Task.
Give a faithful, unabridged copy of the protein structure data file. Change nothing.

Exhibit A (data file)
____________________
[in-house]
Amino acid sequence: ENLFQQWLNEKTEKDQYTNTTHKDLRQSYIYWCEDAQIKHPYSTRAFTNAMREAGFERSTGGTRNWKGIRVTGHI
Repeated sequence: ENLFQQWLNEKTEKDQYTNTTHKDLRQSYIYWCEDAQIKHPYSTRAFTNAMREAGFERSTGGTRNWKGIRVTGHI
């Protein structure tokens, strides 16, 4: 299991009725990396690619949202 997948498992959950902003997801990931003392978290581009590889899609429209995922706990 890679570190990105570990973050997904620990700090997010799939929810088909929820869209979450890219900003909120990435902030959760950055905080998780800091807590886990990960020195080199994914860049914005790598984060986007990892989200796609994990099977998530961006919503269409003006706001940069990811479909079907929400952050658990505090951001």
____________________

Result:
[in-house]
Amino acid sequence: ENLFQQWLNEKTEKDQYTNTTHKDLRQSYIYWCEDAQIKHPYSTRAFTNAMREAGFERSTGGTRNWKGIRVTGHI
Repeated sequence: ENLFQQWLNEKTEKDQYTNTTHKDLRQSYIYWCEDAQIKHPYSTRAFTNAMREAGFERSTGGTRNWKGIRVTGHI
């Protein structure tokens, strides 16, 4: 299991009725990396690619949202 997948498992959950902003997801990931003392978290581009590889899609429209995922706990 890679570190990105570990973050997904620990700090997010799939929810088909929820869209979450890219900003909120990435902030959760950055905080998780800091807590886990990960020195080199994914860049914005790598984060986007990892989200796609994990099977998530961006919503269409003006706001940069990811479909079907929400952050658990505090951001």